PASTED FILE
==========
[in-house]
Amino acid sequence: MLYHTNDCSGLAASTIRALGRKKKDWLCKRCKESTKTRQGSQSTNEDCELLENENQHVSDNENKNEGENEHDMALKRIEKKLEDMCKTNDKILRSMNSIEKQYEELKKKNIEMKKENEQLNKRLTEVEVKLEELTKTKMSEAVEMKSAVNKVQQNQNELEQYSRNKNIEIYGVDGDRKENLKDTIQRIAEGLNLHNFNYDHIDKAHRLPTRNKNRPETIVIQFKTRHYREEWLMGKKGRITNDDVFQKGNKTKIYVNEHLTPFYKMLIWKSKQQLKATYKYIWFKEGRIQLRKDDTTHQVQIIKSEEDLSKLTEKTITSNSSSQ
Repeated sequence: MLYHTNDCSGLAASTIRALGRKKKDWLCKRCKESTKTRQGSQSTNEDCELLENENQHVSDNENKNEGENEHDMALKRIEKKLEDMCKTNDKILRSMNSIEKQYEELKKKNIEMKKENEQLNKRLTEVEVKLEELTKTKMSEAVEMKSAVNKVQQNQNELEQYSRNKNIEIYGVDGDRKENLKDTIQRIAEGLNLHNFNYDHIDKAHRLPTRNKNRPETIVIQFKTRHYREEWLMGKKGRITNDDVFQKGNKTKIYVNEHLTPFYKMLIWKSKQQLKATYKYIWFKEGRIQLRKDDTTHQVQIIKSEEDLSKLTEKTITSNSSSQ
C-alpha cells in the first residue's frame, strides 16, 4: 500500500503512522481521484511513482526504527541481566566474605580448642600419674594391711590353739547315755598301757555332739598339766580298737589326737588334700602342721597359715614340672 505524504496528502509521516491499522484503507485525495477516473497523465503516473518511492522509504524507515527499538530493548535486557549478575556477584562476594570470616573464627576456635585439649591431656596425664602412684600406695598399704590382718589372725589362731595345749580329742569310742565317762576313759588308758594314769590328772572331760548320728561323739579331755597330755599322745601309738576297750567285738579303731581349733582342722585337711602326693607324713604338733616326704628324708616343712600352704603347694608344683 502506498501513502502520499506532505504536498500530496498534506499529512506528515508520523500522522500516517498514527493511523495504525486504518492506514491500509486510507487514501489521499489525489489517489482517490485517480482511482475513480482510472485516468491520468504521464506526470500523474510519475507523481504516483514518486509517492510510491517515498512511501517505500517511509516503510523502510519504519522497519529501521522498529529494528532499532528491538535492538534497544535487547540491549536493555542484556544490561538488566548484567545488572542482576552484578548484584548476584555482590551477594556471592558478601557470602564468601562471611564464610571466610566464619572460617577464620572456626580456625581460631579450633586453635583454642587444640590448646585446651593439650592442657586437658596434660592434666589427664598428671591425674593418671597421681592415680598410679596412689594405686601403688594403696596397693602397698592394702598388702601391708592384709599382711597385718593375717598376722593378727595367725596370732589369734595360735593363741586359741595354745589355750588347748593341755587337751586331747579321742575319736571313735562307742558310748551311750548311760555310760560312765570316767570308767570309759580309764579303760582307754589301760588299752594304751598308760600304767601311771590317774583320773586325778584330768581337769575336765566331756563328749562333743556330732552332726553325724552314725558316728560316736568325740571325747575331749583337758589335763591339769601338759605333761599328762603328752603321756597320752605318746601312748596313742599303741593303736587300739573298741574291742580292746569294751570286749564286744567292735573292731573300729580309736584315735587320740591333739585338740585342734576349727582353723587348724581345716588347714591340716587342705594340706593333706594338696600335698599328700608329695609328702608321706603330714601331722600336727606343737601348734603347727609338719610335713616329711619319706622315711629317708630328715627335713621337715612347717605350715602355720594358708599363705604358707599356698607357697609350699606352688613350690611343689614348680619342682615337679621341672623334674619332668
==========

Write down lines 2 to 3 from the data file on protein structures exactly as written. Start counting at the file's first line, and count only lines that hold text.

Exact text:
Amino acid sequence: MLYHTNDCSGLAASTIRALGRKKKDWLCKRCKESTKTRQGSQSTNEDCELLENENQHVSDNENKNEGENEHDMALKRIEKKLEDMCKTNDKILRSMNSIEKQYEELKKKNIEMKKENEQLNKRLTEVEVKLEELTKTKMSEAVEMKSAVNKVQQNQNELEQYSRNKNIEIYGVDGDRKENLKDTIQRIAEGLNLHNFNYDHIDKAHRLPTRNKNRPETIVIQFKTRHYREEWLMGKKGRITNDDVFQKGNKTKIYVNEHLTPFYKMLIWKSKQQLKATYKYIWFKEGRIQLRKDDTTHQVQIIKSEEDLSKLTEKTITSNSSSQ
Repeated sequence: MLYHTNDCSGLAASTIRALGRKKKDWLCKRCKESTKTRQGSQSTNEDCELLENENQHVSDNENKNEGENEHDMALKRIEKKLEDMCKTNDKILRSMNSIEKQYEELKKKNIEMKKENEQLNKRLTEVEVKLEELTKTKMSEAVEMKSAVNKVQQNQNELEQYSRNKNIEIYGVDGDRKENLKDTIQRIAEGLNLHNFNYDHIDKAHRLPTRNKNRPETIVIQFKTRHYREEWLMGKKGRITNDDVFQKGNKTKIYVNEHLTPFYKMLIWKSKQQLKATYKYIWFKEGRIQLRKDDTTHQVQIIKSEEDLSKLTEKTITSNSSSQ